What an interest rate increase—or decrease—really means
Have you ever wondered what an interest rate hike or cut means for your personal finances? When the Federal Reserve changes rates, it can influence how much interest you pay on things like loans and credit cards, as well as the amount you could earn on savings accounts. Learn the basics about how interest rates work and why they’re important to understand.
[Visual of Title: Why interest rates go up and down]
You may have noticed that interest rates on loans and savings accounts can change from time to time.
[Visual of a car salesman pointing to a sign that reads “Low APR | 3.00%|!!!!”]
For instance, one year you might pay a certain interest rate on a car loan,
[Visual of the sign changing from 3.00% APR to 6.00% APR]
but the next time you shop for a car, that rate might be several percentage points higher or lower.
So what makes interest rates rise and fall?
Now, the actual process is much more complicated, but essentially, interest rates fluctuate mostly as a result of things the Federal Reserve does to keep our economy stable.
The Federal Reserve (or “the Fed”) is the central bank of the United States and it has two main goals:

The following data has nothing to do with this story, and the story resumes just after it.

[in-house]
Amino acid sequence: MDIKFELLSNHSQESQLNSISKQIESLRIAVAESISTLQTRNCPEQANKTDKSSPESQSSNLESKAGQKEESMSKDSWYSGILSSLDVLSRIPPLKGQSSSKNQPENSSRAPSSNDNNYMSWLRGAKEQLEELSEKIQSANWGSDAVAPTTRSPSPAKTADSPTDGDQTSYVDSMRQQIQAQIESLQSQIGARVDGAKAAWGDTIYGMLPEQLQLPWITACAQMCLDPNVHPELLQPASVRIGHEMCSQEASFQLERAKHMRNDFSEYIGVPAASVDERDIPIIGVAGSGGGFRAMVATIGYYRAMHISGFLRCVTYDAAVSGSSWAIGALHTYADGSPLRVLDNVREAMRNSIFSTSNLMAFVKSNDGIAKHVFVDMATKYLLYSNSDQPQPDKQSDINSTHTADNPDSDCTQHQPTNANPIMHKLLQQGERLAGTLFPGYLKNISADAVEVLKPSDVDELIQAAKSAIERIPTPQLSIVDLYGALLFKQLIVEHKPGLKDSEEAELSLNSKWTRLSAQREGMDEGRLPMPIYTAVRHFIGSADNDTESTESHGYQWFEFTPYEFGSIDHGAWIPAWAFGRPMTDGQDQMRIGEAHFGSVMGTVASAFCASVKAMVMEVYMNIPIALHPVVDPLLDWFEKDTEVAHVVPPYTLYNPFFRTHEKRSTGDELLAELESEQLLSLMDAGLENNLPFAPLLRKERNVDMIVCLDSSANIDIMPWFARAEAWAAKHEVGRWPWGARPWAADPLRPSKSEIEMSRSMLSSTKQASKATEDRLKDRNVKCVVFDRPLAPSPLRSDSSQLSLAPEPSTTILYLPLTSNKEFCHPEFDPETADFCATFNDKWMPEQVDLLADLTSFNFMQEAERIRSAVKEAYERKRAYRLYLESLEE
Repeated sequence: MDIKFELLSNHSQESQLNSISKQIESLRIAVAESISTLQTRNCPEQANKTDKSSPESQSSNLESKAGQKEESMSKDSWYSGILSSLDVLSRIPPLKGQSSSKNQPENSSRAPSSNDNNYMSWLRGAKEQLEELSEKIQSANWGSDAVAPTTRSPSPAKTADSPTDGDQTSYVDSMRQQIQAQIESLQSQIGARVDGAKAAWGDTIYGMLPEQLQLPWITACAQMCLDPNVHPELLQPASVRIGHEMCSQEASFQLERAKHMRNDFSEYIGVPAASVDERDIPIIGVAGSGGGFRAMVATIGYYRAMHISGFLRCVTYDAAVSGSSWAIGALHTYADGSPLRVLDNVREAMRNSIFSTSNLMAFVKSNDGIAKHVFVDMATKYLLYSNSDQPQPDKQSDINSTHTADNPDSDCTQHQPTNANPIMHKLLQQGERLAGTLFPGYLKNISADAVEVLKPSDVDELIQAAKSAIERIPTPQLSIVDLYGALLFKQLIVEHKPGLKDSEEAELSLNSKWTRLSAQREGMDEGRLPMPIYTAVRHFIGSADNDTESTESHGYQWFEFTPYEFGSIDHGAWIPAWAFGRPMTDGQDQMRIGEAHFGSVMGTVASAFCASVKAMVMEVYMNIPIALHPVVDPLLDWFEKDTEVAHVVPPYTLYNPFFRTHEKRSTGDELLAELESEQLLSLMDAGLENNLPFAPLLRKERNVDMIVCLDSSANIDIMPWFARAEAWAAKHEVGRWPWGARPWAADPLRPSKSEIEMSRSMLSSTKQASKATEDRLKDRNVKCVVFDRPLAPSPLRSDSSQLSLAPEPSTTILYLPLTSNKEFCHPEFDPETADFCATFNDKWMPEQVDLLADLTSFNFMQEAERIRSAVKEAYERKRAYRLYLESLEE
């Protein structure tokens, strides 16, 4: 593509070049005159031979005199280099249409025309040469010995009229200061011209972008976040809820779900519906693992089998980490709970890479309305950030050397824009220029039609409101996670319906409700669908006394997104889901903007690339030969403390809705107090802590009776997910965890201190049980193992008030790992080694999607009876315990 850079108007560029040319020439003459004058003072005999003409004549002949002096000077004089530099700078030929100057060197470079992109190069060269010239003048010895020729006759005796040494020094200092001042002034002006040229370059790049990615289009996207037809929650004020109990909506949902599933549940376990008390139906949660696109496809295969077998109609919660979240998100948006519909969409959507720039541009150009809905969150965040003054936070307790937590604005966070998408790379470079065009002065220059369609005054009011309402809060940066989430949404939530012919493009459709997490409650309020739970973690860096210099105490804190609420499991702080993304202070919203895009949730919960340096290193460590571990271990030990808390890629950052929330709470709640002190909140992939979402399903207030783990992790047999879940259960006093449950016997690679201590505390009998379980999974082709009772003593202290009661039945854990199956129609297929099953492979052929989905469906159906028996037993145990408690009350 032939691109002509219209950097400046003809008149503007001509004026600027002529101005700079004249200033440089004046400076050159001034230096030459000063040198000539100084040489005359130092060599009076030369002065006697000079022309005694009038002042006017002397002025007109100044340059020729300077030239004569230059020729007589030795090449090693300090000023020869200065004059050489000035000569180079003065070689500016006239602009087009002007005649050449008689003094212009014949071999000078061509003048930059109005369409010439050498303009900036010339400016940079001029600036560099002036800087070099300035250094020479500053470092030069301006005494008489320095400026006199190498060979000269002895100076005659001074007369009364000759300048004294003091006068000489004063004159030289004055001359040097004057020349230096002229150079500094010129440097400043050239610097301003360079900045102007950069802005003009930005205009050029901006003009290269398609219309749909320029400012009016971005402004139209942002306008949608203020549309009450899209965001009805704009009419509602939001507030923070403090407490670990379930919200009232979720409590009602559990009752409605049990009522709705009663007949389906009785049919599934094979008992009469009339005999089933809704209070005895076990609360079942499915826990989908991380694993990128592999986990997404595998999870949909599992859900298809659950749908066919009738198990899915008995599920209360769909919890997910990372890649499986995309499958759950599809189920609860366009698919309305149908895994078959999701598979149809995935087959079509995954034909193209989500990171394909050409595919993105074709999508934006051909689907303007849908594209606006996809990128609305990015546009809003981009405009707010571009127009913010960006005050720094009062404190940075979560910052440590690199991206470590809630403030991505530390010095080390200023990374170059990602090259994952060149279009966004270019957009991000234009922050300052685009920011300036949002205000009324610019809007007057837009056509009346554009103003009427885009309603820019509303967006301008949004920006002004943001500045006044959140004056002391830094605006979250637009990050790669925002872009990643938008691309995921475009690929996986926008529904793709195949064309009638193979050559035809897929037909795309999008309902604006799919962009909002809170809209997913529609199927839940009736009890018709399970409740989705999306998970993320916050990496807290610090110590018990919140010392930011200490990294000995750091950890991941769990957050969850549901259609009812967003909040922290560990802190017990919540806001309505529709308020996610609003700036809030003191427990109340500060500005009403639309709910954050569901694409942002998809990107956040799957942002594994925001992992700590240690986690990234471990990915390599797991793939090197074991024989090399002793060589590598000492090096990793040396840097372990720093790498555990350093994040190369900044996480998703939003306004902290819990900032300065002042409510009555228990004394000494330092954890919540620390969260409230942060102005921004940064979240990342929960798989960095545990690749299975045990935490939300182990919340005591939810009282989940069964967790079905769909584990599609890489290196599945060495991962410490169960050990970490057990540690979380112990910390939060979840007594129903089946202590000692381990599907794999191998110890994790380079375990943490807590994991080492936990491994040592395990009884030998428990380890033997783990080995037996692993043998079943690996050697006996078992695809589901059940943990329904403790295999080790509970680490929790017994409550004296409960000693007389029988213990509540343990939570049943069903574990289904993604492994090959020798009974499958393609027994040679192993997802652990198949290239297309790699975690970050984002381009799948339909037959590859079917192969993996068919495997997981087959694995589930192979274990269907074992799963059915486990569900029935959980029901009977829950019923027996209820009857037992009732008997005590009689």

to keep prices stable—that is, to make sure inflation doesn’t get out of control, and to encourage job creation when employment is low.
[Visual of a crowd of people covering a map of the US holding signs that read “Need Work”]
When a lot of people are out of work, the Fed might try to encourage job creation by pushing interest rates down.
When interest rates go down, it becomes cheaper to borrow money, which means people and companies will be more likely to take out loans. And as a result, they’ll spend more money. That increased spending will fuel the economy and, hopefully, lead to the creation of more jobs.
Think about it this way, when you buy a home, you might also hire movers and painters, maybe buy some new furniture and plant some flowers from the garden center. And the person who sold you the home needs a new place to live, so they might do the same. The net effect of all this spending helps create new jobs.
On the other hand,
[Visual of a shopping basket with a gas pump, grocery bag, a shirt and a car. A hand slaps price stickers that go up and up next to a rising arrow above the word “Inflation”]
if inflation is high and prices are rising too fast, the Fed might try to slow down the economy and steady those prices by pushing interest rates up. When interest rates go up, it becomes more expensive to take out a loan. In turn people will be less likely to borrow money and they’ll buy fewer things.
Meaning there’ll be less demand for goods and services, which will cause sellers to drop their prices.
And, as a result, those prices will stabilize.
By encouraging interest rates to rise and fall at certain times, the Fed is trying to stabilize prices, create jobs, and keep the economy secure. Understanding why rates might rise and fall, can help you make more informed financial decisions.
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